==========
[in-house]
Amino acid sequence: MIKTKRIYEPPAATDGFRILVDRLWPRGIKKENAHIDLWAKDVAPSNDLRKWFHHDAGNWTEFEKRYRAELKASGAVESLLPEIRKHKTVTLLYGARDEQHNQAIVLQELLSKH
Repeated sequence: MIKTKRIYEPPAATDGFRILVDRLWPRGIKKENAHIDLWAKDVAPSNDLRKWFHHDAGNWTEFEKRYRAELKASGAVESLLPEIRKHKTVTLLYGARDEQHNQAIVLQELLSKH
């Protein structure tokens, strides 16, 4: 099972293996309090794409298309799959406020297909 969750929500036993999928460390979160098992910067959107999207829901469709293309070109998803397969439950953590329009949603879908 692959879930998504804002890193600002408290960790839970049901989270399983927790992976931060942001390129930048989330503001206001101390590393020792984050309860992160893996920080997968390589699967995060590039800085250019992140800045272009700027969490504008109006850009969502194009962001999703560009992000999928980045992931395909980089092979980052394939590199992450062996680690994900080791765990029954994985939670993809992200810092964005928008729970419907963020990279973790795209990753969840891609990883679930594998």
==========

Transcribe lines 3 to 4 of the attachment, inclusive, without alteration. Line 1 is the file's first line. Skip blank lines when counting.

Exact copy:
Repeated sequence: MIKTKRIYEPPAATDGFRILVDRLWPRGIKKENAHIDLWAKDVAPSNDLRKWFHHDAGNWTEFEKRYRAELKASGAVESLLPEIRKHKTVTLLYGARDEQHNQAIVLQELLSKH
């Protein structure tokens, strides 16, 4: 099972293996309090794409298309799959406020297909 969750929500036993999928460390979160098992910067959107999207829901469709293309070109998803397969439950953590329009949603879908 692959879930998504804002890193600002408290960790839970049901989270399983927790992976931060942001390129930048989330503001206001101390590393020792984050309860992160893996920080997968390589699967995060590039800085250019992140800045272009700027969490504008109006850009969502194009962001999703560009992000999928980045992931395909980089092979980052394939590199992450062996680690994900080791765990029954994985939670993809992200810092964005928008729970419907963020990279973790795209990753969840891609990883679930594998």